By Eric Myers
During the first set, with the match deadlocked at 18, a visibly frustrated head coach Steve Aird emphatically called a timeout and pulled sophomore Gia Milana aside for a heated one-on-one coaching moment after two consecutive Milana attacks went directly into the defense’s blocks.
The sophomore had her chance to redeem herself after Maryland earned a sideout, putting Milana at the service line. During the ensuing 3-0 run, Milana boomed a service ace over the net, prompting a Purdue timeout. When the team came to the bench and huddled, Aird cut through the huddle, seeking out Milana for an emphatic high five.
Maryland (16-8, 5-7) was able to parlay this type of intensity and energy from its coach into success on the court, as it knocked off no. 17 Purdue (17-6, 7-5) after five exciting sets on Sunday afternoon at the Xfinity Center Pavilion. With its 16th victory of the season, Maryland becomes eligible for the NCAA tournament, as it attempts to end a tournament drought that dates back to 2005.
Aird and Milana have what is described as a tough love relationship and Milana praised his ability to know exactly how to react in certain situations, giving her the right feedback she needs to hear.
“He told me what I needed to hear– he told me what I deserved to hear,” Milana said. “He’s just so smart, and he knows what to do at the right time.”
It was a back and forth affair from the opening serve, as both teams continuously answered their opponent’s run with one of their own. Maryland took the first set after the aforementioned 3-0 run sparked them to a 25-23 win, despite six service errors.
In the second set, Maryland had to battle back after Purdue scored three of the first four points. Using multiple scoring runs, including a 7-2 spurt after trailing 18-12, Maryland pulled within a point at 20-19. During this set, however, the Terrapins were unable to overcome their seven serving miscues and the Boilermakers won 25-23.
With the match tied at one set apiece coming out of the break, Maryland raced out to a 4-1 lead. After Purdue threatened to tie the match at eight, Maryland scored the next six points to claim a 14-6 advantage. Despite a late Boilermaker comeback attempt, the Terrapins held on for a 25-21 set victory to come within one set of the completing the upset.
With Purdue needing a win to stay alive in the match, it jumped out to a 3-0 lead in the early stages of the set. Maryland responded with a five to nothing run, after trailing 8-6, to claim an 11-8 lead. The two teams traded points after being tied at 21. The match was eventually extended past the 25 point barrier before Purdue won 27-25.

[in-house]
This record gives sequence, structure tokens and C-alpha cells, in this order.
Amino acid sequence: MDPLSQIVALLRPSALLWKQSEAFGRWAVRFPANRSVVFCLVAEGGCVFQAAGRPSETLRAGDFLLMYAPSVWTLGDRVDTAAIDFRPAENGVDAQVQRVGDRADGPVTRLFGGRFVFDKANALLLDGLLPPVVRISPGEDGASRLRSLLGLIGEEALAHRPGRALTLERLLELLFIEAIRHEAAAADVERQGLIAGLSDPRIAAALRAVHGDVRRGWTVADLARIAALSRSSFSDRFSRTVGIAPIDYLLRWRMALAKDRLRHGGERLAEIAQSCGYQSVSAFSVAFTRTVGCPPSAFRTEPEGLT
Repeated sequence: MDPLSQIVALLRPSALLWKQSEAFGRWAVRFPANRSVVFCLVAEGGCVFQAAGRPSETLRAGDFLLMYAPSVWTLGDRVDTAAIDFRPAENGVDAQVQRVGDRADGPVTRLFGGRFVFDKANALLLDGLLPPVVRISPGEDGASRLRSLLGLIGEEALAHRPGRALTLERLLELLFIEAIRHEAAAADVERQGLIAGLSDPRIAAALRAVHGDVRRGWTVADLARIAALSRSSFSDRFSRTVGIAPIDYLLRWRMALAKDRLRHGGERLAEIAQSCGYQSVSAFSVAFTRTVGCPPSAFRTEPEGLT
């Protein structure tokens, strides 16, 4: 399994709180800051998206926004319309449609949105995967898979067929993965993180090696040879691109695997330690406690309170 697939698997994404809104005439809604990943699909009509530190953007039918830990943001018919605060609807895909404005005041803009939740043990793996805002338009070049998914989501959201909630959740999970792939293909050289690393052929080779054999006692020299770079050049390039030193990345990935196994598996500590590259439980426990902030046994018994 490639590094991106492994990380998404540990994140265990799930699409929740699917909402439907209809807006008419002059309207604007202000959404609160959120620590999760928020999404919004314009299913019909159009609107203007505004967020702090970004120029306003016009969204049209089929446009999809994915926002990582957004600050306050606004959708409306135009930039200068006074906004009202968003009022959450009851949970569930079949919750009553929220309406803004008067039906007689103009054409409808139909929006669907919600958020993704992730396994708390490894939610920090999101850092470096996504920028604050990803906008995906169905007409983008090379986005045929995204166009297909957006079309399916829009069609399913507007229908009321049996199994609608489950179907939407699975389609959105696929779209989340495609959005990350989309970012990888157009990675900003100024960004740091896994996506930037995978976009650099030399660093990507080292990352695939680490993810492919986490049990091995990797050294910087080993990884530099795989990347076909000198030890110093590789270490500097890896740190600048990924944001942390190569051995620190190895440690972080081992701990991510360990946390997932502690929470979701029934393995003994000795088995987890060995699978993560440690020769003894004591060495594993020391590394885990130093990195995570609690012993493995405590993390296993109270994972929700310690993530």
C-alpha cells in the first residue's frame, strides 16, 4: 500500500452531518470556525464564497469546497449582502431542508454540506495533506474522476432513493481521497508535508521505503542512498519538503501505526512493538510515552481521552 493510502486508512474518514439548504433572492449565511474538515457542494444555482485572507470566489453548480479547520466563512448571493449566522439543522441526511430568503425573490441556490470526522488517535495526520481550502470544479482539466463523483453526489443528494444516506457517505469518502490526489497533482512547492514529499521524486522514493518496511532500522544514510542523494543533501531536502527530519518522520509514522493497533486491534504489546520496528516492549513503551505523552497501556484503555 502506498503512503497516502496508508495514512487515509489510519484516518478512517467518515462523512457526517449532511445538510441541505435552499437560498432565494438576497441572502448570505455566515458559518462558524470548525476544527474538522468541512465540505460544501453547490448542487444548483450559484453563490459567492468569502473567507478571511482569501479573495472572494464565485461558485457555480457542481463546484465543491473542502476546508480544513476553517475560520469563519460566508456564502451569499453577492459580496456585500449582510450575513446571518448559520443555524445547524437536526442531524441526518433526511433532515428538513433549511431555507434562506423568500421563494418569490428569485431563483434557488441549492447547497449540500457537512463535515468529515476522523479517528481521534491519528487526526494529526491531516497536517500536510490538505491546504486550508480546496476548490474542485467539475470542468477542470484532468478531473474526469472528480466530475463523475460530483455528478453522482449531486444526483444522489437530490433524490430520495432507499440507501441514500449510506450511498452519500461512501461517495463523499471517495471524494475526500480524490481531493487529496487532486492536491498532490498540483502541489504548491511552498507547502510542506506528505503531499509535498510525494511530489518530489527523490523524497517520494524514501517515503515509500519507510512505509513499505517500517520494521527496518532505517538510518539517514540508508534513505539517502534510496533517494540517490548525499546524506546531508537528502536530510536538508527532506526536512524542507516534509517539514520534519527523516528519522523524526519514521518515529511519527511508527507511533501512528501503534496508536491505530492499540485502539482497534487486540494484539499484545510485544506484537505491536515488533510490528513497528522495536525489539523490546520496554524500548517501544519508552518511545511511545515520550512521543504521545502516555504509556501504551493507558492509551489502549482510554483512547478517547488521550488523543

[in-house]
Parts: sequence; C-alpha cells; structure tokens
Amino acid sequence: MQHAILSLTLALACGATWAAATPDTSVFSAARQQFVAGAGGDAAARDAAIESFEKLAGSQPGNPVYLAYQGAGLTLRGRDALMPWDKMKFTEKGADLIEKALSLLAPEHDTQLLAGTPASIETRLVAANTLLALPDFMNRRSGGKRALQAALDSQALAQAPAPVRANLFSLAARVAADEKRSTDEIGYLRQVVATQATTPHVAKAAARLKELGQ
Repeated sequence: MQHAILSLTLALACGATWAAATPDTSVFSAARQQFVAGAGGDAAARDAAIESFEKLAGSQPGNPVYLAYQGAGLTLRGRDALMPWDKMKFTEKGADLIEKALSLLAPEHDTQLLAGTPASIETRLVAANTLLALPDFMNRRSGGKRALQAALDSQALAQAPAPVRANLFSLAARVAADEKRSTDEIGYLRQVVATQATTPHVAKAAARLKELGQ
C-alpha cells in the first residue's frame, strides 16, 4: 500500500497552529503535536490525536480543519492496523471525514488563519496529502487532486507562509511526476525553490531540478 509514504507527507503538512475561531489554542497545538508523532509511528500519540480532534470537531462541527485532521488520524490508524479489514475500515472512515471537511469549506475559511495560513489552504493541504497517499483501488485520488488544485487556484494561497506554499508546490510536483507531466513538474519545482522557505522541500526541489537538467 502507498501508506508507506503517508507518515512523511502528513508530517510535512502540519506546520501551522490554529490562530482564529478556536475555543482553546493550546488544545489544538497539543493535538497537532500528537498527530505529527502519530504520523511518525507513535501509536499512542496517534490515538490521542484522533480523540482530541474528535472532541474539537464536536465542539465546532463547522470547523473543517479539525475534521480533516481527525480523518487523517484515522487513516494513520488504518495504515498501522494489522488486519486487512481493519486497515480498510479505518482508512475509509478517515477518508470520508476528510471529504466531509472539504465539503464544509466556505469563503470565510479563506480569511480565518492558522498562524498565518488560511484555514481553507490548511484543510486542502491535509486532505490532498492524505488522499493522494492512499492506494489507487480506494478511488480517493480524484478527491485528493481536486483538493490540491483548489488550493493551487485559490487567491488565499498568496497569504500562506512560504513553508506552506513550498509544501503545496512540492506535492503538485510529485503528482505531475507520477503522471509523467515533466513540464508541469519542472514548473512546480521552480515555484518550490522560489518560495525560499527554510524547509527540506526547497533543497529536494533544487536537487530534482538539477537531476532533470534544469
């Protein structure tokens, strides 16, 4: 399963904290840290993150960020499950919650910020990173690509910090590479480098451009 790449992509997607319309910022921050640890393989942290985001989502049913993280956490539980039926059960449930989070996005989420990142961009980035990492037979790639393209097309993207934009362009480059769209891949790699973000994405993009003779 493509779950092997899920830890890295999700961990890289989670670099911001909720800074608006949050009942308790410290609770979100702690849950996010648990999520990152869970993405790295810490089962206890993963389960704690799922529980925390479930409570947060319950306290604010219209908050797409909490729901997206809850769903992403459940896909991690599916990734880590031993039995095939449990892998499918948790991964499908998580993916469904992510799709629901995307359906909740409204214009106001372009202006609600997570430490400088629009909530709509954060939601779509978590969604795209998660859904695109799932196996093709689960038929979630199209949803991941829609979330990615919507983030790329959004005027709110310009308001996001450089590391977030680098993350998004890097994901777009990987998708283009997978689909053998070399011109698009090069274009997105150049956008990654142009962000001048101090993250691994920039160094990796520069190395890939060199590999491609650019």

In a thrilling fifth set, Maryland had its back against the wall early when it fell behind 8-4.
“That fifth set, starting off, we were a little shaky,” freshman Samantha Drechsel said. “Being down in the first part of the game, we really had to gather ourselves emotionally, and play together as a team.”
After the two sides changed sides, the Terrapins reeled off seven of the next 10 points to tie the deciding fifth set at 11. Purdue threatened to end the match when hey took a 14-13 advantage on an Erika Pritchard attacking error. As Purdue needed just one point to close out the match, its service went awry, extending the match. Maryland would close out the win with a 17-15 victory after kills from Pritchard and Gardner.
The Terrapins utilized a multifaceted attack, with six players with more than 10 attacking attempts. The hitters and middle blockers executed its attempts with a .351 hitting percentage. Led by Pritchard (18 kills, .354 hitting percentage) and Drechsel (13 kills, .429 hitting percentage), Maryland was able to keep pace with the lethal Purdue attack, who came into today’s match ranked fourth in the nation in hitting percentage.
Even with its newly obtained eligibility, Maryland is not guaranteed a tournament berth. It will attempt to further build its resume over the last eight games of the season, starting with a daunting four game road trip.
“I feel like this [win] is another step forward,” Aird said. “But I’m staring down the barrel at four matches that if you don’t play great, you’re going to get swept in an hour. You just don’t have the luxury of popping champagne like you’ve arrived.”